Compton, Calif., was named the eighth most dangerous city in America last year. It's the city that put gansta rap on the map and turned Doctor Dre, Ice Cube and Easy-E into household names.
But in one little corner of the city, you're more likely to hear roosters crowing than the bark of a 9 mm. Welcome to the other Compton: Richland Farms.
It's a rural enclave in the middle of Los Angeles where people like Tomas Carlos raise chickens, goats and horses.
"I think I have close to 50 or so chickens," Carlos tells Weekend All Things Considered host Guy Raz as they hunt for newly laid eggs in Carlos' backyard.
In exchange for his eggs, Carlos often picks up homemade cheese from neighbors who raise goats, or grabs a cage-free chicken from a friend down the block. Almost every backyard in Richland Farms is home to horses, goats, cows, or chickens. This 10-block enclave in the middle of Compton is the largest urban agricultural zone in the entire Los Angeles basin.
An Agricultural Survivor
In 1888, the man who owned the land, Griffith Compton, donated it to the county, but on one condition. This section of Compton was to be zoned for agricultural use.
"Richland Farms was started at a time in the county when it was very popular to have a home that had a very small acreage around it like a half acre to 3 acres," says Rachel Surls, who studies the history of agricultural planning in L.A.
"There were places like this all over the county," Surls says. "What's unique is that this one still exists."
Surls says that in 1950, Los Angeles was the biggest agricultural county in the U.S. Today, it's the most urbanized. Yet somehow, no developer, no city planner, no politician has been able to touch Richland Farms.
It may seem odd to an outsider, seeing young men on horseback, wearing cowboy hats, trotting through the streets of Compton. But it's all very normal for Yvonne Arcenaux, the Compton councilwoman. She's lived in this neighborhood most of her life.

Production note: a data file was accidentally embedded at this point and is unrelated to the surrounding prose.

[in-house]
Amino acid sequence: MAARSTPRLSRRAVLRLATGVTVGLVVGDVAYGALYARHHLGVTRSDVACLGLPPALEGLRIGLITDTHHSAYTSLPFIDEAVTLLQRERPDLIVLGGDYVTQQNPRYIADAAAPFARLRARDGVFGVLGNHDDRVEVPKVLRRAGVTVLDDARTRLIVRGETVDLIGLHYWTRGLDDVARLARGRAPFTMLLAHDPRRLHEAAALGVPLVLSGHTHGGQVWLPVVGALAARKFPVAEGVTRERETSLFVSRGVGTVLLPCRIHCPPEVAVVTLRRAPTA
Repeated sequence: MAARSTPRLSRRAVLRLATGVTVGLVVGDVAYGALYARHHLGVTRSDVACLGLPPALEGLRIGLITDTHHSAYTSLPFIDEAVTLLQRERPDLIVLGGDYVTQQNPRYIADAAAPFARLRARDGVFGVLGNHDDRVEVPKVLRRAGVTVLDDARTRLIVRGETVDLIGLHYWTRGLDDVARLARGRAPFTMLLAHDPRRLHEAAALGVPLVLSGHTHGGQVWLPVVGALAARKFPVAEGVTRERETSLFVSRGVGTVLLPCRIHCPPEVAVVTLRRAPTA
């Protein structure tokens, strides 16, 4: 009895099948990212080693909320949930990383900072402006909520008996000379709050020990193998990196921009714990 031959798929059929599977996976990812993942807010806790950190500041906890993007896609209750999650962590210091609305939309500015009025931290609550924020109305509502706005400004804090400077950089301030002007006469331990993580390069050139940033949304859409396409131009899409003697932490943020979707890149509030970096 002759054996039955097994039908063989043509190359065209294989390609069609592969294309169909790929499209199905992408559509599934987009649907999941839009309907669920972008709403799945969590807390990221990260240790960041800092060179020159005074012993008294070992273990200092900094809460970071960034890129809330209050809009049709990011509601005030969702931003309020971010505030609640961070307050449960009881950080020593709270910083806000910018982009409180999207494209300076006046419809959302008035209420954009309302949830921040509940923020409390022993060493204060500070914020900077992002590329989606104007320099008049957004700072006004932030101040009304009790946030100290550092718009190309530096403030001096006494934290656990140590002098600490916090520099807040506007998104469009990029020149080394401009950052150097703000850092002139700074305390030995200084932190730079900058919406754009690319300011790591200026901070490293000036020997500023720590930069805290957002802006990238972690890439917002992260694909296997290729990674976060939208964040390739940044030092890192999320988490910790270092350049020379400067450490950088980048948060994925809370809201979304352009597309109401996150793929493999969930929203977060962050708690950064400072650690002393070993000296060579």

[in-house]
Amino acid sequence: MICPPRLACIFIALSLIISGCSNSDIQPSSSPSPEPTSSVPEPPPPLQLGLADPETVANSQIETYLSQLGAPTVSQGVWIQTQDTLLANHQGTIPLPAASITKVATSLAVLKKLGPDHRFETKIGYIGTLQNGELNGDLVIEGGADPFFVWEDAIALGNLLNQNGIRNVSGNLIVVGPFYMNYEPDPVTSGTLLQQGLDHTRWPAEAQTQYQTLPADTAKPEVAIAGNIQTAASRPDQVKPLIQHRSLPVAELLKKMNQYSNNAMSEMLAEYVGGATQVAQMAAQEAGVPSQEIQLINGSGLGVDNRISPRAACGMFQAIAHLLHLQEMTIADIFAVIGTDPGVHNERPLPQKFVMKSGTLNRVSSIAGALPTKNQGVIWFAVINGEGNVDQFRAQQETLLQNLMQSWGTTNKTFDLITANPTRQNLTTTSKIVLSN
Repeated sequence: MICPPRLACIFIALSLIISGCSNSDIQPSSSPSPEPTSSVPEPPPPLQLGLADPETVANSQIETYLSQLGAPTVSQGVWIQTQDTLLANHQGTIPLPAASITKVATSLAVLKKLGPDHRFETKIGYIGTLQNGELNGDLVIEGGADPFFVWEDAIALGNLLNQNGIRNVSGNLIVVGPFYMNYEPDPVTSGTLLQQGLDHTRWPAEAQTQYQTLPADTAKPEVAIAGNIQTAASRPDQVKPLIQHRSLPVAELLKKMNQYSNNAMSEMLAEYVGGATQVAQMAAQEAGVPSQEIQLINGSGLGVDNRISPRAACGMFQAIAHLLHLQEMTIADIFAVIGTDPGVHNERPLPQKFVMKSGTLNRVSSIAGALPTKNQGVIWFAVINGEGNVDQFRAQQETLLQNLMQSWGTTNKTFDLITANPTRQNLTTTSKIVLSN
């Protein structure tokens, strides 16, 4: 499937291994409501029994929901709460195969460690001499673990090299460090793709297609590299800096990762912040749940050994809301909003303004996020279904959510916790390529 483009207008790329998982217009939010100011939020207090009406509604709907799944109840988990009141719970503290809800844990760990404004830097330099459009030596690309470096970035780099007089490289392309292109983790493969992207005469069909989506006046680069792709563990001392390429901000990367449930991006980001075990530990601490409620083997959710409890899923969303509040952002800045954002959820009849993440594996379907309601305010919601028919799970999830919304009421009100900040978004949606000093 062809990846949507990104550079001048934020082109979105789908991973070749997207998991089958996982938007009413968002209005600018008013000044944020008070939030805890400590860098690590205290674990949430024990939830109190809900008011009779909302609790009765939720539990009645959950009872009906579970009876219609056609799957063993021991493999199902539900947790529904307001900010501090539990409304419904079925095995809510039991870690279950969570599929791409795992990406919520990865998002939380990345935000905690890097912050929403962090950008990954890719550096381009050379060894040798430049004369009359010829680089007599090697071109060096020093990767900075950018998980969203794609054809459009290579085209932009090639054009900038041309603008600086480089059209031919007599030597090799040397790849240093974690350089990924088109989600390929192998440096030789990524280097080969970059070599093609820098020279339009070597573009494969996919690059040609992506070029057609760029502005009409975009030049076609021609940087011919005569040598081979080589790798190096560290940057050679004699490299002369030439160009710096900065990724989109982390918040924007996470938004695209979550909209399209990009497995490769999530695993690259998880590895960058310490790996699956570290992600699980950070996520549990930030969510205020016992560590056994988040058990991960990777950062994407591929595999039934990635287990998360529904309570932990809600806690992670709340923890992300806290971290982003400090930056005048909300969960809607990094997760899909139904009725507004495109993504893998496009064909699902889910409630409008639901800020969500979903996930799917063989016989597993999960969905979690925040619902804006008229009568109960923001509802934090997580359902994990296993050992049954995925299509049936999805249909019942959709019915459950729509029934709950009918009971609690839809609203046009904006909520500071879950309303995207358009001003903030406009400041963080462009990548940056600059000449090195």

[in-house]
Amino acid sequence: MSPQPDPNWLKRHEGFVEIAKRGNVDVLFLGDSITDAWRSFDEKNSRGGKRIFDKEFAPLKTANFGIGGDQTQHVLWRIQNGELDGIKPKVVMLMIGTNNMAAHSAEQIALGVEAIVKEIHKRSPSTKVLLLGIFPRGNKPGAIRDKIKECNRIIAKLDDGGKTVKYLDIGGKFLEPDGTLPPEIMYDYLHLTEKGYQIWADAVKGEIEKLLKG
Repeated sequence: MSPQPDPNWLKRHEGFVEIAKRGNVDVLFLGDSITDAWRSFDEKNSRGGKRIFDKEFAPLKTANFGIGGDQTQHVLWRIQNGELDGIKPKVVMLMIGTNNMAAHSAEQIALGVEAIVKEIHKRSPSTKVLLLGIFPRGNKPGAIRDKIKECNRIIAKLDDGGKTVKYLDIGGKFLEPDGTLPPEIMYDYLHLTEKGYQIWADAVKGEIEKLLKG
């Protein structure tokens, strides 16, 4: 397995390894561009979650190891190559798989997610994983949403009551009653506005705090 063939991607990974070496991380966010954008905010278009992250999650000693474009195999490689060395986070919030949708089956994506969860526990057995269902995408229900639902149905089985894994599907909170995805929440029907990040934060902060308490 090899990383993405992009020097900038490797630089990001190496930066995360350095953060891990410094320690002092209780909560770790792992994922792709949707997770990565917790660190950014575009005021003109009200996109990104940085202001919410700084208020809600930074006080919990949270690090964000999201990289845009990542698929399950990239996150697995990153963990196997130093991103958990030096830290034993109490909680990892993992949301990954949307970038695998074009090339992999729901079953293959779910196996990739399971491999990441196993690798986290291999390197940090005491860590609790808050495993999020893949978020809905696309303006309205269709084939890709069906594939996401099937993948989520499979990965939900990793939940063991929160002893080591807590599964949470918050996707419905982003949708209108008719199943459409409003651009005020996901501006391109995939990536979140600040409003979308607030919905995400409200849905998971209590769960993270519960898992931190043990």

"My kids were in 4-H Club, so we started with cows, we had cows, we had donkeys, we had goats," she says. Her family even had a horse for a while, and her husband raised tropical birds.
Seventy years ago, most of the people in Compton were white. Two future presidents lived here for a while. The young family man George H.W. Bush raised his son George W. in Compton for a brief spell in the late 1940s. But around that time, neighborhoods here began to integrate and middle class African-Americans like Arcenaux's family started to move in.
"The complexion of the community has changed a lot. It was predominately African-American when I first moved here," says Arcenaux, "Within maybe the last 10 years, it has changed. We still have a lot of longtime residents that still live here that are African-American, but we have a lot of Hispanics here now."
The change has created some tension between the old-timers and newcomers. Many of the Latino families are originally from rural parts of Mexico, where everyone raised animals on their land. Arcenaux says that in the old days, animal rearing was more of a hobby. Now, it's on a much larger scale, which sometimes causes problems.
Richland Farms resident Mayisha Akbar sits under a canopy as her brother drives by on his tractor. Behind Akbar's home is a working dude ranch. She keeps several horses and runs a youth club called the Compton Jr. Posse.
Akbar says she thinks the tension is more about a generational shift rather than a racial shift.
"People are afraid of change. and as the demographics change in the city of Compton there are a lot of people who are afraid of that," she says.
She describes the people of Richland Farms as tight-knit, rural oddballs in a concrete jungle.
"The soil is our common denominator. And so there wasn't a big stretch to become neighbors or to become a community, because we were a community based on soil and animals," Akbar says. "We know each other's animals, if somebody's animal gets loose, a horse or cow, we know whose it is just like we know their children."
This is Compton. No guns or gangsters. It doesn't fit the story we all know. But if you're ever passing through the city, keep your ears open and you might just hear the roosters. Copyright 2011 National Public Radio.